PLAYERS’ Union chief Fraser Wishart believes that some Premiership clubs may be forced to turn part-time as a consequence of the low wages being offered to their players.
The SPFL went two years without a title sponsor before Ladbrokes agreed a deal this month to pay £2 million per season until 2017 but that won’t be enough to address the game’s financial problems.
One Premiership club has offered one of their longest-serving players, who is out of contract, £500 per week to re-sign, a big reduction from his previous deal. In his early 30s and with a young family, the player rejected the offer, which he has been told won’t be improved.
Wishart knows there will be more such cuts in the pipeline but warns that attacking the wage bill could blow up in clubs’ faces.
“This is a real test for our game because, with budgets being cut year on year, more and more players are questioning whether it is worthwhile playing football on a full-time basis,” he said.
“It’s a tough time for players at the moment and, judging by some of the offers being made, there are certain clubs which must be struggling to remain full-time.
“Footballers are criticised for lacking ambition when they leave a Premiership team to sign for someone in League One or even League Two down south but, if you can double or even treble your wages, then I think most people would make the same decision.
“That’s why players, if they can find alternative employment, are increasingly keen to go part-time because that would then guarantee them a decent wage and allow them to pay their mortgage and other bills. If enough of them arrive at that decision, then it could be that players, rather than directors, are the ones who will ultimately decide whether or not a club remains full time.”
As recently as 2002, Kilmarnock were paying 34-year-old ex-French international playmaker Christophe Cocard around £8,000 per week. However, it is believed that current Rugby Park manager Gary Locke has had his football budget for 2015-16 slashed by £500,000 and some of his senior players will do well to collect even 10 per cent of Cocard’s wage.
“We’ve gone from one extreme to the other,” added Wishart.
“A decade or so ago clubs were paying players, especially foreign players, crazy money, money they couldn’t afford.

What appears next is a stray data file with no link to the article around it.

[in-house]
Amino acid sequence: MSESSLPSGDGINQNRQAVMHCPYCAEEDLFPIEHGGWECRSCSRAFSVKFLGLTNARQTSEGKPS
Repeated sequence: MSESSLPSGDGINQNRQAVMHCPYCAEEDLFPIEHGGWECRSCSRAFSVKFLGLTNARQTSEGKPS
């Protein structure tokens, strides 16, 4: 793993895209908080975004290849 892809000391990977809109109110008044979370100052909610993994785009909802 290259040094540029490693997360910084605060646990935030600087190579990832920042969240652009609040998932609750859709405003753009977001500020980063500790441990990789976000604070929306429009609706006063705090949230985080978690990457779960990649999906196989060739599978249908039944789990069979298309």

“I understand that we can’t complain about clubs overspending and going into administration, or worse, and then moan about salaries dipping dramatically, which they have done.
“The public perception is that footballers are still minted but, for the majority, that’s simply not the case. In many games, even in the Premiership, the referee is likely to be the highest-paid performer on the pitch.
“Scottish clubs don’t have any regulations which state that they must pay a minimum wage. The SPFL don’t want that stipulated.
“People talk about players having all the power and I just have to laugh. Footballers actually have less power than most other workers in this country.
“While they are under contract it’s impossible for them to leave for another job – even if they’re offered much more money – without their employer’s permission.
“Also, when their fixed-period contract ends, they can be offered a third of their previous salary to do the same job. That’s why players need to be selfish sometimes.”
Rangers will face Motherwell in front of 50,000 fans in the first leg of the Premiership play-off final at Ibrox tomorrow night.
Yet Rangers have 11 players (including Richard Foster, Lee McCulloch, Steven Smith, Kris Boyd, Bilel Mohsni and Ian Black, who all played in the semi-final against Hibs) who will become free agents by the end of this month.
Motherwell have 14 players whose agreements are due to expire, including Lionel Ainsworth, John Sutton, Scott McDonald, Lee Erwin and Josh Law.
“We now have the situation where clubs hand out ten-month contracts,” said Wishart. “It has become seasonal work, with no holiday pay and new contracts, if they are offered, won’t begin until July. With Motherwell and Rangers, players are being asked to put in tackles and risk picking up injuries in spite of the fact they could be unemployed next week.”
The only way Wishart can see how Scottish football can attract more cash in the short term is to negotiate an improved TV deal with Sky and BT Sport – but he inists the clubs must become more helpful. He added: “I’ve lost count of the times satellite TV producers have complained to me about the lack of help they receive. The TV people will ask to speak to Player X only to be told they’ll be getting Player Y, who might not be relevant for their needs. To get more money from broadcasters, clubs need to give more in terms of access. In fact, that goes for newspapers and radio as well. Clubs should be embracing that publicity.”